Human observers are sensitive to light properties such as the intensity, direction and diffuseness. We study how well they are able to estimate the light field (the structure of the net flux transport) in rooms, by empirical measurement and comparison of the physical and visual light fields. We made regularized measurements of the physical light field in a room under three light conditions with a custom-made cubic illuminance meter based on six Konica Minolta T-10MA sensors. Next, we photographed the room and conducted a psychophysical experiment, in which the observer’s task was to change the lighting (direction, intensity and ambient components) of a “probe” in order to make it appear like it belonged to the pictured scene. The probe, a white Lambertian sphere on a black monopod (defining the location of the probe in the scene), was superimposed on predetermined locations in the image. As a separate measure of the visual light field, the participants indicated the perceived (“subjective”) light source position on the extended scene pictures and described it in words. For each light condition we made reconstructions of light fields consisting of light vectors in a grid: physical from measurements, visual from observers’ settings on a probe, and simplified models of light fields with all vectors pointing to the subjective light source positions. Participants’ interpretations varied remarkably in position and number of the subjective light sources. Many of them were far from veridical. We made pairwise comparisons between light field reconstructions. For the most prominent case, with a visible light source, the average angular difference between visual and physical light vectors was 57 degrees, whereas between visual and simplified model for subjective light sources it was 29 degrees. The results suggest that, overall, the visual light field’s structure is simplified with respect to the physical one.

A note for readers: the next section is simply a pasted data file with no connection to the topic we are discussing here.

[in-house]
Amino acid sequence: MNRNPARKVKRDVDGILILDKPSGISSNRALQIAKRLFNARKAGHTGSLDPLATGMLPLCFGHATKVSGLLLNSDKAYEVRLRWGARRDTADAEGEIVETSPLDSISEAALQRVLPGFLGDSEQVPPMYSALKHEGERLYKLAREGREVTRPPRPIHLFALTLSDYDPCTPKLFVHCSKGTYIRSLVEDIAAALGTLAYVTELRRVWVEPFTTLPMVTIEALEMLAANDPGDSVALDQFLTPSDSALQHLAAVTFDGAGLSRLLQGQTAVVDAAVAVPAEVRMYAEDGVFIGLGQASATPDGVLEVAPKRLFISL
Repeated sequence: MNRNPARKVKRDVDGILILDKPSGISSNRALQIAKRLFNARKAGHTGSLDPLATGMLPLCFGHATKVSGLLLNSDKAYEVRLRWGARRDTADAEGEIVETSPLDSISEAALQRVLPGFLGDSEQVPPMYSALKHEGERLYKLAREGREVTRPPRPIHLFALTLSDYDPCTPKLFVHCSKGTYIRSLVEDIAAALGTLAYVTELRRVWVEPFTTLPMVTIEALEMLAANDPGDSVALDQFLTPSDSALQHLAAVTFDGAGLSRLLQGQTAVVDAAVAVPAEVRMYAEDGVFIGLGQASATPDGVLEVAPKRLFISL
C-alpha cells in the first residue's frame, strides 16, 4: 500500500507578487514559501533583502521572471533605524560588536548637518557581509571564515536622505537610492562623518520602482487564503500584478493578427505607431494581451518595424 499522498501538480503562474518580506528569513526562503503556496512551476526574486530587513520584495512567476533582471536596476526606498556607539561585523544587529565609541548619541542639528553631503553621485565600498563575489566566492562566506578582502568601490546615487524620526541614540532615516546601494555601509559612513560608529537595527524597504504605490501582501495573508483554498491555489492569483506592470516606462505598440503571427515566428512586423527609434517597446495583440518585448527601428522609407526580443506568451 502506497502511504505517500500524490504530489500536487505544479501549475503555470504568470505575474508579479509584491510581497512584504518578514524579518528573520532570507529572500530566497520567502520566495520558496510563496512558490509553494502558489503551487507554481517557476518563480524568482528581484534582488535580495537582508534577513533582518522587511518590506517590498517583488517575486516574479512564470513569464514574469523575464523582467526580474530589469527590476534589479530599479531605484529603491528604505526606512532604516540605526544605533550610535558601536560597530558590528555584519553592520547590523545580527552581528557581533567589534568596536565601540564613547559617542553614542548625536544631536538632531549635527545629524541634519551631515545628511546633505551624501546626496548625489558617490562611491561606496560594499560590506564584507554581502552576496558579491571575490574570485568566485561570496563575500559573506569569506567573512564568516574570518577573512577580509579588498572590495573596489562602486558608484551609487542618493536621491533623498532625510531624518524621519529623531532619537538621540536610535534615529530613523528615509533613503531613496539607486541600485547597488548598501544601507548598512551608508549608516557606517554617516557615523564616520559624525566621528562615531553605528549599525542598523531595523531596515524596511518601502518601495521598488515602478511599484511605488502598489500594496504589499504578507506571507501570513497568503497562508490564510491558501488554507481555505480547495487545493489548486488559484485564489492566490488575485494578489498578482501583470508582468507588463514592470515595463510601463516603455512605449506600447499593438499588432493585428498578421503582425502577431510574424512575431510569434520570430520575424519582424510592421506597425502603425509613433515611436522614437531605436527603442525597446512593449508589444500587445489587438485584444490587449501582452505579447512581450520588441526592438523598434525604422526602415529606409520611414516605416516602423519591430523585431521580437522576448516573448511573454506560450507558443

|Number of pages||1|
|Journal||Journal of vision|
|Publication status||Published - 2015|
|Event||Vision Sciences Society Fifteenth Annual Meeting - St. Pete Beach, United States|
Duration: 15 May 2015 → 20 May 2015